Ha (mythology)

From Wikipedia, the free encyclopedia
Jump to: navigation, search

In Egyptian mythology, Ha was a god of the deserts to the west of Egypt. He was associated with the underworld (Duat) and pictured as a man wearing the symbol for desert hills on his head. Ha was said to protect Egypt from enemies such as invading tribes from Libya.[1]

The dinosaur Hagryphus ("Ha's griffin") was named after Ha; it was discovered in Utah and Ha's association with "the Western Desert" was carried over to the New World.[2]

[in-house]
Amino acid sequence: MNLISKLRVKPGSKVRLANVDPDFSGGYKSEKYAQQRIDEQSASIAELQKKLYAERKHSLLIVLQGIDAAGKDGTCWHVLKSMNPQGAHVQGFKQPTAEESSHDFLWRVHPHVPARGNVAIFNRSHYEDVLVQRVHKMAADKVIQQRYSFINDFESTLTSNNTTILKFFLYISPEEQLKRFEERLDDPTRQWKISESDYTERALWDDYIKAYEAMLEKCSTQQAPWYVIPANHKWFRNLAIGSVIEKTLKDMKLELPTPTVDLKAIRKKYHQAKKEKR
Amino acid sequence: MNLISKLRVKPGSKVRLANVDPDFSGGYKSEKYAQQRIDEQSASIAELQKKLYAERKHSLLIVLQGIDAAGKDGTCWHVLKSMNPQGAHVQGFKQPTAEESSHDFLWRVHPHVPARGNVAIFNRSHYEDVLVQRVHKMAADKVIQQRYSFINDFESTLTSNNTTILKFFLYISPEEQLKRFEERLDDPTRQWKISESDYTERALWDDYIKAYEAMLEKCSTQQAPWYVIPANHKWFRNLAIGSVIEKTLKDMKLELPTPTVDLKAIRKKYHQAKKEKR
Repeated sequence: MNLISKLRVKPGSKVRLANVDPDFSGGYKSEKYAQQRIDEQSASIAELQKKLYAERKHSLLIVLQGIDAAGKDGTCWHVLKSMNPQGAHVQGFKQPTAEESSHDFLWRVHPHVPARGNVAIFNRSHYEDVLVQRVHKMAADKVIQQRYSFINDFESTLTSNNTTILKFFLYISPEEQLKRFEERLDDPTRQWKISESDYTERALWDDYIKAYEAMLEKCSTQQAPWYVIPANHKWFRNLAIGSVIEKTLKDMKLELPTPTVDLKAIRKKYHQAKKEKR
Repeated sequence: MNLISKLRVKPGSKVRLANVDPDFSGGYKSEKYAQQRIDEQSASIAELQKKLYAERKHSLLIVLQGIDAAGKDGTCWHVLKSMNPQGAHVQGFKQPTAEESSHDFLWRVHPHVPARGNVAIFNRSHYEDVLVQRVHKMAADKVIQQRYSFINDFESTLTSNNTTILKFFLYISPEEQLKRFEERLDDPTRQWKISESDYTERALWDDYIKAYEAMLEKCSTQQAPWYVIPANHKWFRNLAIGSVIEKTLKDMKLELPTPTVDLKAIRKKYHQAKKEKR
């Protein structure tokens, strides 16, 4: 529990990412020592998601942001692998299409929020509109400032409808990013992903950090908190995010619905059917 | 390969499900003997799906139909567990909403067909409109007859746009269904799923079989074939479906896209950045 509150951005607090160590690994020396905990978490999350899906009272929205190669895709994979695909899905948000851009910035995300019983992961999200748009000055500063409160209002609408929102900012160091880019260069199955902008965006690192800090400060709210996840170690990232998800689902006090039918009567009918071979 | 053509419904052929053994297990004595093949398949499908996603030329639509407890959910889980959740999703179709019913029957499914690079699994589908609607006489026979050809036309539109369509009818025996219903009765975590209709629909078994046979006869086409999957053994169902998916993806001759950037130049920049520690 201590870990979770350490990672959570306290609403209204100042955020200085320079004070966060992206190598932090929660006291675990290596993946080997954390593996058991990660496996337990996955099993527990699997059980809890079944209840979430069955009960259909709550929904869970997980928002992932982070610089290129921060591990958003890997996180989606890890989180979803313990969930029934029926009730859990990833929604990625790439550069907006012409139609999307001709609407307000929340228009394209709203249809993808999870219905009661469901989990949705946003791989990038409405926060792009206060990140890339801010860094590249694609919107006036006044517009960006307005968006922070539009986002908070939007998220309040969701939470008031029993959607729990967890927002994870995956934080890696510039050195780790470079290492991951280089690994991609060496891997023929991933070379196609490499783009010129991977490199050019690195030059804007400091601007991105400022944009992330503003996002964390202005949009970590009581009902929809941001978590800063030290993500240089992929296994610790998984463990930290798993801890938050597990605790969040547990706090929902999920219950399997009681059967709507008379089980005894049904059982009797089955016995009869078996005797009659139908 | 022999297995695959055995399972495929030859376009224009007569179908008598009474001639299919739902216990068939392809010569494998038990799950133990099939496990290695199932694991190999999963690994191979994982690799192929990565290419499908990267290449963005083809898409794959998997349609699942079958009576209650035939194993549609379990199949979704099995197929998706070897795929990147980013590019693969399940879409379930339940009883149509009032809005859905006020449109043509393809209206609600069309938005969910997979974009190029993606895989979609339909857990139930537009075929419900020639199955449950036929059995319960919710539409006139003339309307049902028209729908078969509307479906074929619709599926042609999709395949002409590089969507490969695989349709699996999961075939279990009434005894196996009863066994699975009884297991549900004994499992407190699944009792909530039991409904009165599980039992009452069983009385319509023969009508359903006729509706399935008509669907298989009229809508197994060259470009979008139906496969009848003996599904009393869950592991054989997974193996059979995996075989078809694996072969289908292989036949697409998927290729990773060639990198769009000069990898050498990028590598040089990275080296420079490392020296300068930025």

References[edit]

  1. ^ Wilkinson, Richard H. (2003). The Complete Gods and Goddesses of Ancient Egypt. Thames & Hudson. p. 106
  2. ^ Zanno, L. E. and Sampson, S. D. 2005. A new oviraptorosaur (Theropoda; Maniraptora) from the Late Cretaceous (Campanian) of Utah. Journal of Vertebrate Paleontology 25 (4):897–904, December 2005